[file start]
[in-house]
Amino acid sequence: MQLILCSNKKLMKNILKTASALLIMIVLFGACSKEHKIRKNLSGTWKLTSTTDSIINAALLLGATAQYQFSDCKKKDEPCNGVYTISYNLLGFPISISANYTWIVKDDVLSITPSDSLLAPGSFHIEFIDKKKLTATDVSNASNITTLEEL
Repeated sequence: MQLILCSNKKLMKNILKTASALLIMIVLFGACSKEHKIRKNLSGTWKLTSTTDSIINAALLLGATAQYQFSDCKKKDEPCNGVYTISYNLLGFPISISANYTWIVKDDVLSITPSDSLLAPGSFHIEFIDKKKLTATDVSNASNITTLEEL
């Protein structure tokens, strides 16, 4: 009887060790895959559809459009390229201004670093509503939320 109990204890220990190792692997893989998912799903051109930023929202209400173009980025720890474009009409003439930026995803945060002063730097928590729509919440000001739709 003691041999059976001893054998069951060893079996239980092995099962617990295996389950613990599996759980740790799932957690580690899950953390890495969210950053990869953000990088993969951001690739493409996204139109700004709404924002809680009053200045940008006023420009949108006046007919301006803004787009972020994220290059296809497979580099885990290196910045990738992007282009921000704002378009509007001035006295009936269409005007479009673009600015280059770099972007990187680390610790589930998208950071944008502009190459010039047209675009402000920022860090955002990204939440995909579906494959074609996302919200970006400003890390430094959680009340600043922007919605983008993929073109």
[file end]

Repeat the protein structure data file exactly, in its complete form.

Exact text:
[in-house]
Amino acid sequence: MQLILCSNKKLMKNILKTASALLIMIVLFGACSKEHKIRKNLSGTWKLTSTTDSIINAALLLGATAQYQFSDCKKKDEPCNGVYTISYNLLGFPISISANYTWIVKDDVLSITPSDSLLAPGSFHIEFIDKKKLTATDVSNASNITTLEEL
Repeated sequence: MQLILCSNKKLMKNILKTASALLIMIVLFGACSKEHKIRKNLSGTWKLTSTTDSIINAALLLGATAQYQFSDCKKKDEPCNGVYTISYNLLGFPISISANYTWIVKDDVLSITPSDSLLAPGSFHIEFIDKKKLTATDVSNASNITTLEEL
């Protein structure tokens, strides 16, 4: 009887060790895959559809459009390229201004670093509503939320 109990204890220990190792692997893989998912799903051109930023929202209400173009980025720890474009009409003439930026995803945060002063730097928590729509919440000001739709 003691041999059976001893054998069951060893079996239980092995099962617990295996389950613990599996759980740790799932957690580690899950953390890495969210950053990869953000990088993969951001690739493409996204139109700004709404924002809680009053200045940008006023420009949108006046007919301006803004787009972020994220290059296809497979580099885990290196910045990738992007282009921000704002378009509007001035006295009936269409005007479009673009600015280059770099972007990187680390610790589930998208950071944008502009190459010039047209675009402000920022860090955002990204939440995909579906494959074609996302919200970006400003890390430094959680009340600043922007919605983008993929073109």